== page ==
Age of Empires II: The Age of Kings remains the best reviewed Age of Empires game in the series history. Age of Empires II: Definitive Edition celebrates the 20th anniversary of its release with a whole host of improvements, an expansion with new civilization, Ultra HD graphics up to 4K resolution, and a complete modernization of the gameplay. This is a “definitive edition” that lives up to the name. Age of Empires II: Definitive Edition is a game that’s aged like a fine wine.
What’s in “the box”? Age of Empires II: Definitive Edition comes with the original game from 1999 plus the first expansion from 2001, The Conquers. Then there’s the three expansions that were made for the HD release: 2013’s The Forgotten, 2015’s The African Kingdoms, and 2016’s The Rise of the Rajas. There’s a fourth expansion that comes in the Definitive Edition, The Last Khans. It’s an absolute steal for $20 to get a hundred-plus hours of content across 20 years of game.
There’s a lot new to the game, too. More so than with the HD Edition (2013). Campaign missions have been cleaned up and modernized, so it doesn’t feel so early 2000s when playing it. The UI is scalable, and you can now zoom in and out. Animations have been improved, mainly when buildings and walls crumble. Drag-select has been improved, you’ll know longer select non-military groups. You’ll be able to select them separately without wasting time moving units around. You’ll be able to view your objectives when in a campaign missions, and there are accompanying achievements for your efforts.
The meat of Age of Empires II: Definitive Edition is the three main modes: Campaign, Historical Battles, and The Art of War.
This is by far the most story-driven, and gameplay dense. Civilizations from Africa, America, Asia, and Europe are to play as in their own unique stories and missions with varied objectives. You’ll be able to jump in and out of each of them, as you can make individual hard saves. The campaigns are dictated by ruler of civilization. So you’ll play as William Wallace of Scotland, Ivaylo of Mongolia, and Joan of Arc of France. They stay mostly historically accurate, but offer the ability to diverge when needed. The old campaigns feel as fresh as ever, and the new campaigns fit in as if they’ve been there for the past 20 years.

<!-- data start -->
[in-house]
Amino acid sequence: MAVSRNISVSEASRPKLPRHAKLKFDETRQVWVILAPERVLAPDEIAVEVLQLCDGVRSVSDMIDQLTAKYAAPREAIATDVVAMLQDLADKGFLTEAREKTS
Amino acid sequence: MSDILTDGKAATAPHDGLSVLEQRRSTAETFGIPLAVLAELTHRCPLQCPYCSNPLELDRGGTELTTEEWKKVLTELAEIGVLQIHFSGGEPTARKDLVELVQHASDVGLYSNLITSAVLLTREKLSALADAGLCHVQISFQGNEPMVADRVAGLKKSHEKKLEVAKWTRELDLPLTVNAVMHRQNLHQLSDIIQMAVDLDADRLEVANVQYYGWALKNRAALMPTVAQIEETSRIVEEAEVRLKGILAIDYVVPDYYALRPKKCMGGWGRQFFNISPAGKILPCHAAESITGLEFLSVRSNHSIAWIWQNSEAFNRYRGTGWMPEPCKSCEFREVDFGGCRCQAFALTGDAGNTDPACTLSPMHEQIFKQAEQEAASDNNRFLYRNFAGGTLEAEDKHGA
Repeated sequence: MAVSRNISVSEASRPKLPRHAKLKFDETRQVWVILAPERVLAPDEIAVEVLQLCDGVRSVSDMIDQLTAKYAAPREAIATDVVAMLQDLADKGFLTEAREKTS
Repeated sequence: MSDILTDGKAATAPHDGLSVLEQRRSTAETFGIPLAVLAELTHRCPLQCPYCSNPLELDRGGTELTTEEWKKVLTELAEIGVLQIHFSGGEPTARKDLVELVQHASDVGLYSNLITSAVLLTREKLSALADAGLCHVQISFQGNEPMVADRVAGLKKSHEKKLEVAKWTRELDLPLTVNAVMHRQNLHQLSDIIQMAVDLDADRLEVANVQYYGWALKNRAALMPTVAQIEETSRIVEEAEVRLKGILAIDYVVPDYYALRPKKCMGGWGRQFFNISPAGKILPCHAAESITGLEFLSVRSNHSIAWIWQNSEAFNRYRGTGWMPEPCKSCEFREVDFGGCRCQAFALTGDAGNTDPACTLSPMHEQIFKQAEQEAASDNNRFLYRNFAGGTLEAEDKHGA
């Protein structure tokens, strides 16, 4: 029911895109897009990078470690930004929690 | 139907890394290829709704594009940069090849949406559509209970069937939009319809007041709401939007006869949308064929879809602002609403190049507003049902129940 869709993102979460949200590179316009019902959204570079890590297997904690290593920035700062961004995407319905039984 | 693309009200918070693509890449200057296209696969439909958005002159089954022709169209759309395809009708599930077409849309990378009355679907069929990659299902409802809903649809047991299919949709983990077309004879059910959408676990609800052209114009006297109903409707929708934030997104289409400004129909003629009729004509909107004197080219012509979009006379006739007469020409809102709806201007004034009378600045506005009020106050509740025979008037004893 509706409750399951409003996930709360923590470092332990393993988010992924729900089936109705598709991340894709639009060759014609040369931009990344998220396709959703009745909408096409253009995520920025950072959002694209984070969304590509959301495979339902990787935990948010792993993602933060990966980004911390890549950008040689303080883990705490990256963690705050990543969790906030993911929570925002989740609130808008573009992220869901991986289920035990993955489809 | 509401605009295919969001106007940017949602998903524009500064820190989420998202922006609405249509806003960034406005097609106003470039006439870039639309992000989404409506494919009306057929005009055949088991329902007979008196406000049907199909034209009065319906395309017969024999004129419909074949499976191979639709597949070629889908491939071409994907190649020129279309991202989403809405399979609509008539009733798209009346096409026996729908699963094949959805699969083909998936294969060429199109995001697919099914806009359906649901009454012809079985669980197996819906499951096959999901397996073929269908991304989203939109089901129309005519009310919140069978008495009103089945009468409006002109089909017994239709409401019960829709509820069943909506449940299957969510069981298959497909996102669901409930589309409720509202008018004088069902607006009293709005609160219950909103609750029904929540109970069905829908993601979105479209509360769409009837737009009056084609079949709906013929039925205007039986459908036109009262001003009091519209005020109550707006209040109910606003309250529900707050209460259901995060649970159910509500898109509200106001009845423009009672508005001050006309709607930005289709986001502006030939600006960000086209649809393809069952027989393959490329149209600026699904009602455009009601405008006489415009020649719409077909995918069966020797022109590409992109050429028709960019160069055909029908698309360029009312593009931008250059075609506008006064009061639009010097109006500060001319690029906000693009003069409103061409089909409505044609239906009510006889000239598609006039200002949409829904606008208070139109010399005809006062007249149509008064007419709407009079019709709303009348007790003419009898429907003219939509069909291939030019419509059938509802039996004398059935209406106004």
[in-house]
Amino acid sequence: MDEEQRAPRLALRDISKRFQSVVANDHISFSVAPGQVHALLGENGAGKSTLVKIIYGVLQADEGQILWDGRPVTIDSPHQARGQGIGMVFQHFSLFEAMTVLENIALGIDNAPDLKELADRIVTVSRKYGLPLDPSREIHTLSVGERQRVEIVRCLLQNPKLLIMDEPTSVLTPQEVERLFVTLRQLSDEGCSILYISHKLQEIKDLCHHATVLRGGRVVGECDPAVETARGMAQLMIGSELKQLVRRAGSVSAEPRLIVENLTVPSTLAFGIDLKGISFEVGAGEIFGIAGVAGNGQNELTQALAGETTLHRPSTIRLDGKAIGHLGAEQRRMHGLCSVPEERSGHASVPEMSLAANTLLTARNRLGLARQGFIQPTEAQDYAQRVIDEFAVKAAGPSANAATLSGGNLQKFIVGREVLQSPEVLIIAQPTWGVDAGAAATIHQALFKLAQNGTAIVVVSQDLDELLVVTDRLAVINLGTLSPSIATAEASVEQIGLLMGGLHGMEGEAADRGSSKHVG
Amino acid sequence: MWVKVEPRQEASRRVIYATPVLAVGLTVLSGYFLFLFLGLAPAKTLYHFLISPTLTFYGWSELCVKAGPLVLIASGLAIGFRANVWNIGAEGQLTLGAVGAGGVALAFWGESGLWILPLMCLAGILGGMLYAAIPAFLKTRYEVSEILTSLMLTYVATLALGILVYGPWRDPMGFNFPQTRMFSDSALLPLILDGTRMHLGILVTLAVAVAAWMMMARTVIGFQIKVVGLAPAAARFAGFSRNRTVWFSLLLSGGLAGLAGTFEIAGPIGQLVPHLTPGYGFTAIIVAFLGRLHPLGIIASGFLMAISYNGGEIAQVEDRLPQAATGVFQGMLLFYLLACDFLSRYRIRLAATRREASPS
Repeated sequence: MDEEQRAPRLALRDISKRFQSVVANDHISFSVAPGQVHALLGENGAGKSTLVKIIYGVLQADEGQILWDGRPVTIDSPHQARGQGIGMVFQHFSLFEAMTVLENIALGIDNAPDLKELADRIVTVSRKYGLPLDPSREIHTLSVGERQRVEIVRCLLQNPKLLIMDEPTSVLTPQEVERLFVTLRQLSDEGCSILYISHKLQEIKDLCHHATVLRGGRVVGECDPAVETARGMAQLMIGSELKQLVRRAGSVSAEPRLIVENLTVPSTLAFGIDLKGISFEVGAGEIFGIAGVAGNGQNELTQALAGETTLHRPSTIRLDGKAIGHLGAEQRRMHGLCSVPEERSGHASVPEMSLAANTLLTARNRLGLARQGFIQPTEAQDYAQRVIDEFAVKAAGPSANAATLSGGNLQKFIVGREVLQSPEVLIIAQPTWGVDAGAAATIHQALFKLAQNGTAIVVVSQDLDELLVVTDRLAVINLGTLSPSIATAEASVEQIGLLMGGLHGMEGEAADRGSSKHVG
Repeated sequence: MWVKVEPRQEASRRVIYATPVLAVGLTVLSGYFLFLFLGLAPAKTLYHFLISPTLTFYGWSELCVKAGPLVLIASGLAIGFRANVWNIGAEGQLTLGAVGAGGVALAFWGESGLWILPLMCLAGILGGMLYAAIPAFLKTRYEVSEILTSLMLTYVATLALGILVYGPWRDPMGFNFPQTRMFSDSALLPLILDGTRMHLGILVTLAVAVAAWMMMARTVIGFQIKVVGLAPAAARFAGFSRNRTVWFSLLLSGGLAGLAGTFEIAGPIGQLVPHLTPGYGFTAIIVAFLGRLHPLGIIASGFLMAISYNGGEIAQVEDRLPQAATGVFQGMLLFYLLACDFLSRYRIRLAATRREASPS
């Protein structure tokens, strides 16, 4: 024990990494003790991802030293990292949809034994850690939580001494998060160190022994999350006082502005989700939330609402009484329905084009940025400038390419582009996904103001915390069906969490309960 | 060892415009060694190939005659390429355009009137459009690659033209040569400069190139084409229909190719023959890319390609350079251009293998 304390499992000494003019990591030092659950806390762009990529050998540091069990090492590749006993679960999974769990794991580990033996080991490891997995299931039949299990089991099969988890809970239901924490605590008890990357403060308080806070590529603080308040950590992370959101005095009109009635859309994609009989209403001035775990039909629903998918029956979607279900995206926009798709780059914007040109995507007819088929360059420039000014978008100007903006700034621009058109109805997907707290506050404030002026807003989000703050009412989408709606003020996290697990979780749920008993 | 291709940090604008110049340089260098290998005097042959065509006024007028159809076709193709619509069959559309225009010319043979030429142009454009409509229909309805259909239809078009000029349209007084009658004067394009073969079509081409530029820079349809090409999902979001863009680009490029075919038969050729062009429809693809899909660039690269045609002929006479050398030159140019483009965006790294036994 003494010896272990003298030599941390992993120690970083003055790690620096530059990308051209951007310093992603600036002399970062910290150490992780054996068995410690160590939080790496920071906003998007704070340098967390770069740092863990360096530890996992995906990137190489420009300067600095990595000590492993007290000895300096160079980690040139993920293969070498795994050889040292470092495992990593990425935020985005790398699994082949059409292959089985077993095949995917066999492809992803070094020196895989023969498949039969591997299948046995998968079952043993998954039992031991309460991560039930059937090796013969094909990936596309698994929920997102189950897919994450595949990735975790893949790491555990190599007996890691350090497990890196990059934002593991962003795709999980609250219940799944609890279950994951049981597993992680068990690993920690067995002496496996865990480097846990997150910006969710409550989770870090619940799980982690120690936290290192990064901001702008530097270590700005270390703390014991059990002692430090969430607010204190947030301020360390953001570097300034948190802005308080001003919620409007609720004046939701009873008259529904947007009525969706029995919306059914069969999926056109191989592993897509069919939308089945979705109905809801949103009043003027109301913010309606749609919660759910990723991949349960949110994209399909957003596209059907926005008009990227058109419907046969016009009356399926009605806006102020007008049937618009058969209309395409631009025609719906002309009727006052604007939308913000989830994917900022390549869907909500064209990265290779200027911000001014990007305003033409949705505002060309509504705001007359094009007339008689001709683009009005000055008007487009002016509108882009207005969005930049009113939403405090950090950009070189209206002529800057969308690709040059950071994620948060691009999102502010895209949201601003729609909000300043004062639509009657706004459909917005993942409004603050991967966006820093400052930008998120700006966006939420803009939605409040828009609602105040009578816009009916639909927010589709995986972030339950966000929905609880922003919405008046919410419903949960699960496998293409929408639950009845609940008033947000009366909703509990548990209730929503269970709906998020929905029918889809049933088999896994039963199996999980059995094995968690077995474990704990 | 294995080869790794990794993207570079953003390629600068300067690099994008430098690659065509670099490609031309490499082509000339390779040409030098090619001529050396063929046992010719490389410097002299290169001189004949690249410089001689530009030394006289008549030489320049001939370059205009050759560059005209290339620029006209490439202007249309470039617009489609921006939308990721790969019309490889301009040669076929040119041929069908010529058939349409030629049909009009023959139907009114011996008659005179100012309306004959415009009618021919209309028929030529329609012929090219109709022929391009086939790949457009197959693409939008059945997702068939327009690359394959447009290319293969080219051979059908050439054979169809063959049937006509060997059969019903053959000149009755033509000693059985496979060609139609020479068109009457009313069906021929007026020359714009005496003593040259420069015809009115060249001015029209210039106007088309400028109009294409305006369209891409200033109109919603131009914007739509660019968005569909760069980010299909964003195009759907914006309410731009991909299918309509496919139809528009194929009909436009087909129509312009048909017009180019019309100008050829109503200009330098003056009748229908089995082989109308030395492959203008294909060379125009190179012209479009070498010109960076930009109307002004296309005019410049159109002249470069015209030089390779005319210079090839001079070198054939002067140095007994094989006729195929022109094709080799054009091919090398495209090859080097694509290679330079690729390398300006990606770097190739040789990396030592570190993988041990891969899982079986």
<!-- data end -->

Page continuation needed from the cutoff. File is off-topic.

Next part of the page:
If there was anything to say against the campaigns, is that there’s no markers on individual levels or the campaign to show you’ve completed them. Outside of the steam achievement and accompanying Xbox achievement, there isn’t. It would be cool to have, but is no way a real problem.
There’s fifteen in total to experience, where you replay famous battles of varying civilizations. Since they are historical, it is strict to follow the exact structure and will not allow you to stray. So you have to deal with the victories and losses that comes with them. It’s a nice change of pace from the story, and even skirmishes. It offers a real challenge you don’t find elsewhere.
The Art of War